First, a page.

Why Weight Loss Surgery Works When Diets Don’t
New York Times, February 14, 2017

"[Jon C. Gould, MD, FACS,] suggested that people interested in bariatric surgery seek out programs that have been jointly accredited by the American College of Surgeons and the American Society for Metabolic and Bariatric Surgery, which have combined forces to promote quality control."

ACS and Johns Hopkins aim to cut surgery stays in half with $16 million study
DOTmed, February 13, 2017

"The American College of Surgeon and Johns Hopkins Armstrong Institute for Patient Safety and Quality are looking for 750 hospitals that are willing to radically shake up the way they deliver surgical care."

January 2017

Cancer patients with depression have resources
Reuters, January 20, 2017

"The Commission on Cancer, an accreditation group that is part of the American College of Surgeons and issues guidelines for cancer care, expanded its emphasis on treating psychosocial distress and mental health in a 2015 guideline update. Since then, cancer centers have stepped up their assessments of mental health, she said."

December 2016

At the Cutting Edge
Virginian-Pilot, December 12, 2016

"A colleague and acquaintance for about 20 years, Dr. Patricia Turner, a clinical associate professor at the University of Chicago, said Britt’s teaching style will push you 'to achieve the highest level of understanding that you can.'...Turner leads a division of the American College of Surgeons. Britt is a past president of that organization. In the industry, if Britt calls to offer a recommendation, Turner said, 'you really take that quite seriously.'"

Gold Beach's Dr. Levine appointed to surgery council
Curry Coastal Pilot, December 9, 2016

"Gold Beach doctor Glenn Levine was one of five surgeons recently appointed to the American College of Surgeons (ACS) Advisory Council for Rural Surgery.

The appointment was announced during the annual ACS Clinical Congress in Washington, D.C., one of the largest international meetings of surgeons in the world."

November 2016

How Surgeons Stay Focused for Hours
Wall Street Journal, November 16, 2016

“Studies have shown rising levels of stress and burnout among physicians, especially surgeons. An analysis of research on the topic, published recently in the Journal of the American College of Surgeons, found that burnout rates among all doctors ranged from 37% to 53%, with surgeons close to the top of the list. Burnout often involves feelings of depression and alienation and leads to sharply reduced job satisfaction.”

Age may not affect breast reconstruction complications
Reuters, November 9, 2016

“As survival rates improve, more women are living longer after breast cancer treatment and more are seeking mastectomies and breast reconstruction, the study authors write in the Journal of the American College of Surgeons. Despite this trend, women over 60 are less likely to receive reconstruction.”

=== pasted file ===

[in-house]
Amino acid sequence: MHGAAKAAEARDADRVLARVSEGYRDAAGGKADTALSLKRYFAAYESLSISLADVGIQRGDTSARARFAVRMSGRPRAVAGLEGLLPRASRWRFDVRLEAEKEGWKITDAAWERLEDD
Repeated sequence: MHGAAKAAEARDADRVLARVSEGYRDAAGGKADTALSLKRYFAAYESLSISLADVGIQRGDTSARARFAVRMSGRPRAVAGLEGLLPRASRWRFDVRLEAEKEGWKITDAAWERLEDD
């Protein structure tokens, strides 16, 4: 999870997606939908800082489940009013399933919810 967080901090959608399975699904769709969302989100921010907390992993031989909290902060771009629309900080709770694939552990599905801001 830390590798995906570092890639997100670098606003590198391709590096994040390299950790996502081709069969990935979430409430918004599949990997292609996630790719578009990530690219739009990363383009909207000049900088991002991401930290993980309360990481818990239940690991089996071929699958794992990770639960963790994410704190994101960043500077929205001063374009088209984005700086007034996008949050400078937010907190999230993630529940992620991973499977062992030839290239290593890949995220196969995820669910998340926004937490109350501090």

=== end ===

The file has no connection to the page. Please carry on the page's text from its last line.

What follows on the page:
Trauma burden and services not equally distributed across U.S.
Business Insider, November 3, 2016

“Trauma centers are designated levels I through V based on the kinds of resources available there. Level I centers can provide total care for every aspect of injury while Level V centers have basic emergency department facilities and can prepare patients to be transferred to higher levels of care.

Level I and II centers were more often located in the Mid Atlantic and South Atlantic regions and in larger cities, according to the results in the Journal of the American College of Surgeons.”

October 2016

Trauma: a neglected US public health emergency
The Lancet, October 29, 2016

“In the USA, the leading cause of death in those younger than 45 years is trauma, accounting for over half of deaths in that age group. Trauma costs the USA up to US$600 billion each year and yet despite these sobering figures this epidemic goes largely unrecognised. Last week, at their 2016 Clinical Congress, the American College of Surgeons (ACS) announced a commitment to achieving zero preventable deaths from trauma. If realised, this goal would save one in five civilians and a quarter of military personnel currently killed by trauma, an estimated 30 000 lives per year in the USA alone.”

Weight-Loss Surgery May Lower Risk of Pregnancy Complications
U.S. News & World Report, October 28, 2016

“According to study co-author Brittanie Young, a medical student at the Philadelphia School of Osteopathic Medicine, ‘If the child is less at risk of being very large for its gestational age, the woman is less likely to have a C-section.’

The findings were presented recently at the Clinical Congress of the American College of Surgeons, in Washington D.C. Research presented at meetings should be viewed as preliminary until published in a peer-reviewed journal.”

Follow-up Imaging Lacking for Many After Breast Cancer Surgery
Medscape, October 27, 2016

“About one third of US women who receive surgical treatment for breast cancer are not receiving appropriate follow-up, new research suggests.

Findings from the National Cancer Database were presented here at the American College of Surgeons Clinical Congress 2016 by surgery resident Taiwo Adesoye, MD, MPH, from the University of Wisconsin, Madison.”

Tweet of the Week: Surgeons Look Like
MedPage Today, October 23, 2016

“Surgeons spun #WhatADoctorLooksLike from last week into an opportunity to highlight gender disparities among surgeons during the annual gatherings of the Association of Women Surgeons (#AWS2016) and American College of Surgeons (#ACSCC16).”

Why don't more women of color have reconstruction after breast cancer?
Philadelphia Inquirer, October 25, 2016